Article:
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SACRAMENTO, Calif. July 12, 2018 — Twenty-six prominent climate and environmental scientists sent a letter to California Gov. Jerry Brown today calling for a halt to new oil and gas projects and a fair plan to phase out all fossil fuel extraction in the state.
Today’s letter warns that these actions are urgently necessary to meet the Paris climate targets and protect millions of Californians living near oil and gas wells. Limiting global warming to “well below” 2 degrees Celsius and striving for below 1.5 degrees, in line with the Paris agreement, will be the focus of a global climate summit convened by Brown in September.
“The science shows that ending the approval of new fossil fuel projects is absolutely necessary to meet the Paris climate goals,” said Dr. Aradhna Tripati, a professor in the Institute of the Environment and Sustainability at the University of California, Los Angeles, who signed the letter. “We urge Governor Brown to show science-based climate leadership and protect California communities by addressing California’s own dirty oil extraction.”
California is one of the nation’s top oil-producing states, extracting among the dirtiest and most carbon-intensive crude in the world. Three-quarters of the oil produced in California is as at least as carbon-intensive as Canada’s tar sands crude. Yet Brown’s regulators have issued more than 20,000 permits for new oil and gas wells since Brown took office in 2011.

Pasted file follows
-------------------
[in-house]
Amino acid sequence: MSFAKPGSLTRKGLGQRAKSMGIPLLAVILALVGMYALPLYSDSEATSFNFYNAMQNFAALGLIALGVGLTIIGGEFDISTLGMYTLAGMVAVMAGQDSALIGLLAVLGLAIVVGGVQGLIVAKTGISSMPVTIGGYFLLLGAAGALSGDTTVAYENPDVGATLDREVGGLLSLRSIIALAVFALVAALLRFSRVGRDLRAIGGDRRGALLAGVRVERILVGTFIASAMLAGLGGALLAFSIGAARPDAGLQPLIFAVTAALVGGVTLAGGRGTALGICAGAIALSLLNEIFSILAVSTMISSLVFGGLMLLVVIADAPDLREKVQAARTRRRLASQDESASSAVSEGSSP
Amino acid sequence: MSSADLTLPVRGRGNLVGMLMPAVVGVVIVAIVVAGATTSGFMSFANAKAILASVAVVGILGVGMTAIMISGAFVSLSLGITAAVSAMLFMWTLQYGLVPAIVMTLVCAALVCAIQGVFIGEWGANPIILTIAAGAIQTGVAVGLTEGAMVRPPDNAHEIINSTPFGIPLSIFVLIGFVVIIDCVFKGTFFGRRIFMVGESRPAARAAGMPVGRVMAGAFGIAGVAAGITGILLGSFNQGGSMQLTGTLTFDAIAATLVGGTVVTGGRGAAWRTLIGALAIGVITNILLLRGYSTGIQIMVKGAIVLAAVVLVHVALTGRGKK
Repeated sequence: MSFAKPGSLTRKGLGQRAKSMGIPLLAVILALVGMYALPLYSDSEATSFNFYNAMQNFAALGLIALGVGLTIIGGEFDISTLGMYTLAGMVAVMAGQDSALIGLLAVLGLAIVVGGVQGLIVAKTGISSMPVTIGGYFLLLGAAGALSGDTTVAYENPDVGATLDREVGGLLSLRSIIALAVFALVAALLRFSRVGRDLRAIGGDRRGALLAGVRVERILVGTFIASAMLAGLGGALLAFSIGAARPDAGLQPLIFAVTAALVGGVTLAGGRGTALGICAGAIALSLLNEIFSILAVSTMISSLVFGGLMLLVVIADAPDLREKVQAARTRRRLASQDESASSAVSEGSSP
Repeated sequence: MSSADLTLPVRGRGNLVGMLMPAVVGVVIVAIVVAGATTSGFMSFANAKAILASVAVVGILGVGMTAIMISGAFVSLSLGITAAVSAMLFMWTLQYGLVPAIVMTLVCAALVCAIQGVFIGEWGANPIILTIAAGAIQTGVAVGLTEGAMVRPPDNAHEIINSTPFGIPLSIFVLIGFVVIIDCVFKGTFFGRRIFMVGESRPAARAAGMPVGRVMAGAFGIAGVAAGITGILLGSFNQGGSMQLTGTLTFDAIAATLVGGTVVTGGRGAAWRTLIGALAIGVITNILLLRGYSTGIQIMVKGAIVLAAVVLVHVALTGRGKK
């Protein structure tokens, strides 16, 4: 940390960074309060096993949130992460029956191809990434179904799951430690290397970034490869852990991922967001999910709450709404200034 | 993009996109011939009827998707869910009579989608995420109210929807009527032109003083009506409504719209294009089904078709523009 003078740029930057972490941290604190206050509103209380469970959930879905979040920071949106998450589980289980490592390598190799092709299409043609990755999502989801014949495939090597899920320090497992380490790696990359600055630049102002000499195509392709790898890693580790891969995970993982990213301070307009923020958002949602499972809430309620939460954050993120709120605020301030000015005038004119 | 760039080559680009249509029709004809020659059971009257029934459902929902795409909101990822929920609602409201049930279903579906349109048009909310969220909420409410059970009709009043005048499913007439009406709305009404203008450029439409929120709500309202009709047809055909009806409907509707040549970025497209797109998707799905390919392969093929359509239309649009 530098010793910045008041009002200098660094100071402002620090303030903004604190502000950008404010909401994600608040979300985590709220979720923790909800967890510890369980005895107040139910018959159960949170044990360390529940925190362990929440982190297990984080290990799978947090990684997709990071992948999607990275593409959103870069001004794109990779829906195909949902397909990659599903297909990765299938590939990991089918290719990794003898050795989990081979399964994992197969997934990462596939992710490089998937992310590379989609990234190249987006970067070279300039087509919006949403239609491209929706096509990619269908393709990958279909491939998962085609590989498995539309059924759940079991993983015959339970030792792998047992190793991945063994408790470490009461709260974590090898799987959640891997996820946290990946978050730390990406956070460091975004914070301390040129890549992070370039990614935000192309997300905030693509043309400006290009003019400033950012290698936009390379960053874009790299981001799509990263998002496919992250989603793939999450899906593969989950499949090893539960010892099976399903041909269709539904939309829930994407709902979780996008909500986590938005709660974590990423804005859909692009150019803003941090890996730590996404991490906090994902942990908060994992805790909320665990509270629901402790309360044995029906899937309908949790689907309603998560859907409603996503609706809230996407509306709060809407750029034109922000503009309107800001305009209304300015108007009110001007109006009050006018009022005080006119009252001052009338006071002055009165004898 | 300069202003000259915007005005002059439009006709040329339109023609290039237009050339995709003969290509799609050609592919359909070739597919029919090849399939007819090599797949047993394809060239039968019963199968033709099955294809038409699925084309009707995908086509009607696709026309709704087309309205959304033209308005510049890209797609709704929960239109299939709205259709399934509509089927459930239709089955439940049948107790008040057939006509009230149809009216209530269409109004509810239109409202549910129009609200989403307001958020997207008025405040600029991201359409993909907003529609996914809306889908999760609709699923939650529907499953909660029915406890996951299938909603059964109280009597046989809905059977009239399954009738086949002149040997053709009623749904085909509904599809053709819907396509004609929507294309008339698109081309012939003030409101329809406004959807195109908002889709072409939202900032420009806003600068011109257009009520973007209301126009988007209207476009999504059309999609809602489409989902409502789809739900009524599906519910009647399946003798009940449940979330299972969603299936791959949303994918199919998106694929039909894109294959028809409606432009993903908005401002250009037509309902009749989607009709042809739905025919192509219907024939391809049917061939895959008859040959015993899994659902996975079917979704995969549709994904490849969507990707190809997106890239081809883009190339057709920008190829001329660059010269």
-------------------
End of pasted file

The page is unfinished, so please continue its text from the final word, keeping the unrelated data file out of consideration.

“The accumulation of past emissions is already causing impacts in California, across the U.S., and around the world,” said Dr. Michael MacCracken, chief scientist for climate change programs at the Climate Institute in Washington, D.C., and former climate and air-quality researcher at Lawrence Livermore National Laboratory. “The emissions from every barrel of California’s oil that is burned contribute to the increasing pace of sea-level rise and amount of wildfire in California — keeping the oil underground is by far the most effective and most cost-effective policy.”
The letter also points to scientific research showing that living near oil and gas wells is associated with a higher risk of cancer, respiratory diseases and reproductive problems. In California 8,500 active oil and gas wells are within 2,500 feet of homes, schools and hospitals; these wells are disproportionately located in low-income neighborhoods and communities of color.
Ending permitting for new wells, combined with the phaseout of those 8,500 wells, would protect communities and avoid the emission of an estimated 425 million metric tons of carbon dioxide between 2019 and 2030. This figure is similar to California’s economy-wide emissions in 2015.
These scientists join a growing chorus urging Gov. Brown to confront California’s oil and gas production prior to hosting the Global Climate Action Summit in San Francisco this September.
On April 11 a diverse array of environmental, public-health, faith, labor and community groups launched the Brown’s Last Chance campaign to demand that Gov. Brown halt new oil and gas extraction and devise a just transition plan to phase it out entirely. To date more than 800 organizations have signed on.
On June 26 more than 100 local elected officials across California sent a letter to Gov. Brown echoing the groups’ call for a statewide plan to phase out fossil fuel production.
“As a scientist and Californian, I stand with communities harmed by oil extraction in demanding an end to the drilling free-for-all,” said Dr. Shaye Wolf, climate science director at the Center for Biological Diversity. “If the governor wants to put our state on the road to a clean energy future before leaving office, he needs to stop letting the oil industry take the wheel.”